The first small change that would result in a drastic improvement of the mixed case procedures is to change to regulations to allow mixed case complainants the right to a hearing before an EEOC administrative judge. Without doing so, there are serious questions as to whether the complainant has been granted a fair opportunity to pursue his discrimination claim. Without the opportunity for a hearing before an EEOC administrative judge, the complainant is only entitled to a final agency decision issued by the same agency that the complainant is accusing of discrimination – this is a major conflict of interest as previously discussed. From there, the complainant may request that the MSPB review the final agency decision, but the MSPB is relatively inexperienced with handling discrimination claims. Then, the complainant finally has the opportunity to petition the EEOC to review his case but the problem remains because (1) the EEOC may choose whether or not to accept the petition, and (2) even at this stage the complainant still is not entitled to a hearing.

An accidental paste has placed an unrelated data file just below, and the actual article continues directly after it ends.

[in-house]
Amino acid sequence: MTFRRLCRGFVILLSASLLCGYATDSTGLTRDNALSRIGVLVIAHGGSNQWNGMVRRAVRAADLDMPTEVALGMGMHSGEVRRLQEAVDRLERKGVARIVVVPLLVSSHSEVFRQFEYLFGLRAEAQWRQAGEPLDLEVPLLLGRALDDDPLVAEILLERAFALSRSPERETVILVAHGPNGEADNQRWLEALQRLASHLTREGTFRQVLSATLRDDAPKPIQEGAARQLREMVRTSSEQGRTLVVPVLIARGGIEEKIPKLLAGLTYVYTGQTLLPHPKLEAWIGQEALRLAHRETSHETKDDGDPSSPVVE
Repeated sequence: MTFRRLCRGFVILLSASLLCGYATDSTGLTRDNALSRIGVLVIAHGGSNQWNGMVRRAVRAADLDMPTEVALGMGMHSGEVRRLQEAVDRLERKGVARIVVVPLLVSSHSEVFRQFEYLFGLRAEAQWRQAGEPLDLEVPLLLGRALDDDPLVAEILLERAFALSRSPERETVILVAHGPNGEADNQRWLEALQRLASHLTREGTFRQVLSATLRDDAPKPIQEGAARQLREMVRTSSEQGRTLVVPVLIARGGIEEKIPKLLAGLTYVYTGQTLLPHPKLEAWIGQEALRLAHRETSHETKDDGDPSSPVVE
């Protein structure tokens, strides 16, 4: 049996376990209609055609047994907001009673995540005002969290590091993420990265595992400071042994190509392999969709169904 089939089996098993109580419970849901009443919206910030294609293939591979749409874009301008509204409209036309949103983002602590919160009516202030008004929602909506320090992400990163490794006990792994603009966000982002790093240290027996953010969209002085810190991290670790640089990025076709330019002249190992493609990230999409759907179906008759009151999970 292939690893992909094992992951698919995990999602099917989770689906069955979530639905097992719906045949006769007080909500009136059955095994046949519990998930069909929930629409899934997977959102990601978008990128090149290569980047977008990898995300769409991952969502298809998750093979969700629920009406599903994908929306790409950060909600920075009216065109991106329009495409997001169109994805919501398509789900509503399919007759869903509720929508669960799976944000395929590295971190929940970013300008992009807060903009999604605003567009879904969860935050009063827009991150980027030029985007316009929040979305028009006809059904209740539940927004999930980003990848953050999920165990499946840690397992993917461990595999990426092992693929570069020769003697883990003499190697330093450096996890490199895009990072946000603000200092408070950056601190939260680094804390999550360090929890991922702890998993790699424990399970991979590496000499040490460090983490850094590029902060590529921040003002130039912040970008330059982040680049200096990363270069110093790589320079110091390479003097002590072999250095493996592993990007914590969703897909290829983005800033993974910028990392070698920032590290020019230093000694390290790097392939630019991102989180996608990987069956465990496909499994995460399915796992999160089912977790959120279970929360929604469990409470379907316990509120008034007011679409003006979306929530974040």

Having the EEOC review the MSPB’s decision and having a hearing before an EEOC administrative judge are completely different. Many times, the sole purpose for an EEOC administrative judge conducting a hearing is that he or she wants to personally evaluate the credibility of the witnesses in the matter. It is true that in reviewing the MSPB’s decision, the EEOC administrative judge may request additional information. Yet, making a decision based on information contained in the Report of Investigation, which is often inherently biased in favor of the agencies, versus making a decision from evidence that was personally testified to in a hearing before an administrative judge can result in a drastically different outcome. For these discrimination allegations to be fairly adjudicated, it is imperative that the complainant has the right to a hearing before an EEOC administrative judge, otherwise the complainant’s only other suitable forum is federal court which is cost and time prohibitive for many complainants.